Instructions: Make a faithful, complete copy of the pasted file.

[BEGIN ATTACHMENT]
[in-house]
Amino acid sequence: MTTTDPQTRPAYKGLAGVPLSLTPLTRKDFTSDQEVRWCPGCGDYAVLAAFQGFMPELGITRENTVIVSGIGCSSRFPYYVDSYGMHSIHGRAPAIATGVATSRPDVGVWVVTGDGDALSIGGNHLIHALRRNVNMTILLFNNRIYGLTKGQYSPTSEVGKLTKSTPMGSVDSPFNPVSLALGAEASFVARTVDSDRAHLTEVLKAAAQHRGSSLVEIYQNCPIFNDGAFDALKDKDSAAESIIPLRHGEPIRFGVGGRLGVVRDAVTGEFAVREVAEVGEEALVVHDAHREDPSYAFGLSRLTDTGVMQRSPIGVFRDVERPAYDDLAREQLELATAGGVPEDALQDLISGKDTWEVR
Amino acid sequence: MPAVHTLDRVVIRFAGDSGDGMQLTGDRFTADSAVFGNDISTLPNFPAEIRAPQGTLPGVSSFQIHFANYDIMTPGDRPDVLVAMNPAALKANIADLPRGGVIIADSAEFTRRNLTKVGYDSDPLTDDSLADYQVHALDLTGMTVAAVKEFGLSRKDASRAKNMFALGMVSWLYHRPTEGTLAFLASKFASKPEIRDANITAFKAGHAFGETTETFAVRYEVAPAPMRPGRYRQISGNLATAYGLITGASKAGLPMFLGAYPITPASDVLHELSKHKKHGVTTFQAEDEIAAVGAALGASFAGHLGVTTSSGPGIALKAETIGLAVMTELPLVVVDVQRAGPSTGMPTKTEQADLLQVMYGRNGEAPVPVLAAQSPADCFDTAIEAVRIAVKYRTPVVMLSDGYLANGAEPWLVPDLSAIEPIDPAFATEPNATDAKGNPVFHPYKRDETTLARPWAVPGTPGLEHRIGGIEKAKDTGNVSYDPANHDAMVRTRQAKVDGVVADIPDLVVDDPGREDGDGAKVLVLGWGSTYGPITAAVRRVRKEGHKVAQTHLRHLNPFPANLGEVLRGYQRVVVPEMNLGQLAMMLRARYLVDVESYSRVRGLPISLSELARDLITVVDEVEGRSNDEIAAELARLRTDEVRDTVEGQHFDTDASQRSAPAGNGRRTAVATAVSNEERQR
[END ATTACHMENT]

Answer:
[in-house]
Amino acid sequence: MTTTDPQTRPAYKGLAGVPLSLTPLTRKDFTSDQEVRWCPGCGDYAVLAAFQGFMPELGITRENTVIVSGIGCSSRFPYYVDSYGMHSIHGRAPAIATGVATSRPDVGVWVVTGDGDALSIGGNHLIHALRRNVNMTILLFNNRIYGLTKGQYSPTSEVGKLTKSTPMGSVDSPFNPVSLALGAEASFVARTVDSDRAHLTEVLKAAAQHRGSSLVEIYQNCPIFNDGAFDALKDKDSAAESIIPLRHGEPIRFGVGGRLGVVRDAVTGEFAVREVAEVGEEALVVHDAHREDPSYAFGLSRLTDTGVMQRSPIGVFRDVERPAYDDLAREQLELATAGGVPEDALQDLISGKDTWEVR
Amino acid sequence: MPAVHTLDRVVIRFAGDSGDGMQLTGDRFTADSAVFGNDISTLPNFPAEIRAPQGTLPGVSSFQIHFANYDIMTPGDRPDVLVAMNPAALKANIADLPRGGVIIADSAEFTRRNLTKVGYDSDPLTDDSLADYQVHALDLTGMTVAAVKEFGLSRKDASRAKNMFALGMVSWLYHRPTEGTLAFLASKFASKPEIRDANITAFKAGHAFGETTETFAVRYEVAPAPMRPGRYRQISGNLATAYGLITGASKAGLPMFLGAYPITPASDVLHELSKHKKHGVTTFQAEDEIAAVGAALGASFAGHLGVTTSSGPGIALKAETIGLAVMTELPLVVVDVQRAGPSTGMPTKTEQADLLQVMYGRNGEAPVPVLAAQSPADCFDTAIEAVRIAVKYRTPVVMLSDGYLANGAEPWLVPDLSAIEPIDPAFATEPNATDAKGNPVFHPYKRDETTLARPWAVPGTPGLEHRIGGIEKAKDTGNVSYDPANHDAMVRTRQAKVDGVVADIPDLVVDDPGREDGDGAKVLVLGWGSTYGPITAAVRRVRKEGHKVAQTHLRHLNPFPANLGEVLRGYQRVVVPEMNLGQLAMMLRARYLVDVESYSRVRGLPISLSELARDLITVVDEVEGRSNDEIAAELARLRTDEVRDTVEGQHFDTDASQRSAPAGNGRRTAVATAVSNEERQR